Friday 29 November 2013

Kyushu K11W "Shiragiku" pt. 4

Title: "Kaigun Yomoyama Koborebanashi" (Small talk about the Navy)
Author: Oomachi Tsutomu
Published by: Kojinsha, July 1985 p/b
Pages: 239, Size: 10X15cm, Illustrations: 106 b/w

Oomachi-san was born in 1923 in Tokyo. He joined the Marines in December 1943 and was trained in the Ainoura base, Sasebo. From February 1944 he joined the Mie Kokutai for basic training then in June 1944 to Suzuka Ku for reconnaissance. From April 1945 he was with the Shimizu Ku then from May with Opama Ku and finally with Oi Ku from June 1945 until the end of the war.
His memoirs recall his time with the IJNAF as well as including a record of various conversations with other IJNAF members. A very interesting book featuring brilliant illustrations by Onuki Kentaro.
Oomachi-san describes his "Shiragiku" training when he was assigned to Suzuka Ku. On a training day a group of three students would get on a "Shiragiku" accompanied by an instructor, plus the pilot flying the plane. While in the air they would perform various tasks taking turns. There were two ways to take photos in flight with a hand-held camera. One way was through the special hole on the floor for the bombsight which was usually the Type 90 Bombsight, based on the Goertz-Boykow model; known as "boiko" in the IJNAF lingo. The second way was particularly scary. Holding a heavy camera one crew member was leaning outside the fuselage side window while another crew member was holding him from behind.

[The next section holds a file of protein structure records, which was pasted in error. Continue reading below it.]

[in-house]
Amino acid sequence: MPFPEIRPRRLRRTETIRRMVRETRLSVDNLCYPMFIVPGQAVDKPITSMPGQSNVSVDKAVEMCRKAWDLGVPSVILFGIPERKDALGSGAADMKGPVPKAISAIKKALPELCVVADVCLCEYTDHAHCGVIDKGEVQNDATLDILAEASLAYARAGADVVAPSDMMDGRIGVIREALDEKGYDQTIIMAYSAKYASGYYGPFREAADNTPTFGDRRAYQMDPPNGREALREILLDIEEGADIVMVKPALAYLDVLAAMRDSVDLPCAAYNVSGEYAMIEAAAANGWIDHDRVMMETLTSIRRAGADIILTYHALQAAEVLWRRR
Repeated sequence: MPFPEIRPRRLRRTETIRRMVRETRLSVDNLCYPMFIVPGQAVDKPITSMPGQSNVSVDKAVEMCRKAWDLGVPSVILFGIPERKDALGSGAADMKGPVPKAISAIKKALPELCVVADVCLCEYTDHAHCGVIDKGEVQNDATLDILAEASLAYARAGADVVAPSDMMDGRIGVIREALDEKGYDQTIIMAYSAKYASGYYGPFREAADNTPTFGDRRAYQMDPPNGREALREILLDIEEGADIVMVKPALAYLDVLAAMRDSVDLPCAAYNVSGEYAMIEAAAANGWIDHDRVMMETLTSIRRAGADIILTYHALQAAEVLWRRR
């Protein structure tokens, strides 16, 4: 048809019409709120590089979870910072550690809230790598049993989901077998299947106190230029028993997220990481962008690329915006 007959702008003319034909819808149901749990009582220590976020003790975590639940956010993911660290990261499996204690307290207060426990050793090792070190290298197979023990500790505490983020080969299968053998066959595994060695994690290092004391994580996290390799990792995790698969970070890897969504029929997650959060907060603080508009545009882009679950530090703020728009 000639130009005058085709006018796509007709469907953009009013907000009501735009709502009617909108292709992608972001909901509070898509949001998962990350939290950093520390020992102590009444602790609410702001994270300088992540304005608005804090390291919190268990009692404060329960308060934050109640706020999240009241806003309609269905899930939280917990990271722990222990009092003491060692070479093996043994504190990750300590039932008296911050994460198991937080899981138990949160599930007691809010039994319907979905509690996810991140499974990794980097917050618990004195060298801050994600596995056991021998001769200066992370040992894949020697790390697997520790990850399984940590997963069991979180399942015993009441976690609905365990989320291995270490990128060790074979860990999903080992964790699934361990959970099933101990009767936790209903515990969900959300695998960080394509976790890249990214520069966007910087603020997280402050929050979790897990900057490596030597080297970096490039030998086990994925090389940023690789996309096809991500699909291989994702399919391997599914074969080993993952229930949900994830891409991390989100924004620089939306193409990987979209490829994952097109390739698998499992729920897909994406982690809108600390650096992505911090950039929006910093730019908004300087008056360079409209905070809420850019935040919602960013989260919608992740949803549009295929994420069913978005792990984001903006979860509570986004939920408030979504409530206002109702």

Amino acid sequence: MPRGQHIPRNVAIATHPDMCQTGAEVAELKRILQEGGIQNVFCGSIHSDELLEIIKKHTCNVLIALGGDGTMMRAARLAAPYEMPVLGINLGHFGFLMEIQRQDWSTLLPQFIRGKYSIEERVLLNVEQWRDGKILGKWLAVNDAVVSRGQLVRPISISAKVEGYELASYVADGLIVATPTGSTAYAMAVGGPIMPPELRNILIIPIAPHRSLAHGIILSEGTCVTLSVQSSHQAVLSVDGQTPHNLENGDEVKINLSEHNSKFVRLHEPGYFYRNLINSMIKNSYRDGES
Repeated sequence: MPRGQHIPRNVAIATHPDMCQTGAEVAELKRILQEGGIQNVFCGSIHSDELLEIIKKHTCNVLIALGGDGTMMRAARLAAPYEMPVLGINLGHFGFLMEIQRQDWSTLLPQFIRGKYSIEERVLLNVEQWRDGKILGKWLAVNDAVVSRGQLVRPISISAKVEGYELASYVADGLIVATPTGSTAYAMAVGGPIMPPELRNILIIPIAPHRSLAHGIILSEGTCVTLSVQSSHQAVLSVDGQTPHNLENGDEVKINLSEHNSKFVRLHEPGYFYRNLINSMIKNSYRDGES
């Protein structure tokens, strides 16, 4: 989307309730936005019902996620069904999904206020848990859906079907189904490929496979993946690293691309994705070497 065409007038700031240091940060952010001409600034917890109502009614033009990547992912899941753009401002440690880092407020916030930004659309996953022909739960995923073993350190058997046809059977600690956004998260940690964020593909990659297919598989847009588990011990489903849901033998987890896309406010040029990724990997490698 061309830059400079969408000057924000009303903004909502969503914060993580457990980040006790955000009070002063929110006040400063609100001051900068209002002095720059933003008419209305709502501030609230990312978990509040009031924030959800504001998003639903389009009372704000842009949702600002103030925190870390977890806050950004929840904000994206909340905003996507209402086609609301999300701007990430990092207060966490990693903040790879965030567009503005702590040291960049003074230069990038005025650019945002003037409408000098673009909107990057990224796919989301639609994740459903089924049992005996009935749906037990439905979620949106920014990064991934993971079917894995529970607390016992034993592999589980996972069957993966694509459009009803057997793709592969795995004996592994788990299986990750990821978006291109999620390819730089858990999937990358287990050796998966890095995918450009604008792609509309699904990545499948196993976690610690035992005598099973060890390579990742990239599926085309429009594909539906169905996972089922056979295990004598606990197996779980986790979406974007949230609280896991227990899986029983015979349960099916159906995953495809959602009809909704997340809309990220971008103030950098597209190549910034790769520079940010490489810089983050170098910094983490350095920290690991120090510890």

Onuki-san's illustration is certainly spot-on!
In-flight training also included shooting practise with the rear flexible machine gun. In this case two "Shiragiku" flew side by side with fukinagashi (tubular streamers) trailing behind them. Students would take turns trying to shoot the streamer of the other "Shiragiku" and since bullets were died with a certain colour assigned to a certain student, in the end it was possible to figure out how many hits each student managed to score. In Oomachi-san's case not even one student managed to hit the target even in such favourable conditions.
Another kind of training was a combination of the above mentioned two; taking photos using a Type 89 hand-held gun camera. For this the services of a "Zero" were required. The fighter pilot would perform all kinds of manoeuvres with the students trying to catch him and take a photo of his plane. Before take-off the Zero pilot had warned the students in Oomachi-san's group "I would be particularly embarrassed if you manage to take my photo" and that was exactly what happened; there were no Zeros in all the photos the students took with the gun camera.
Bombing practise was similarly done, using coloured training bombs assigned to each student who were trying to hit a raft target trailing behind a manoeuvring ship most often without any success.    


Jacob Terlouw said...

Interesting topic with very nice artwork in that book.
I like that a lot.

Jacob Terlouw

Panagiotis said...

Definitely with Jacob!

Arawasi said...

Thank you guys. Glad you liked it.

Alcides said...

Fantastic. This post is a gem. Thanks a lot for post it.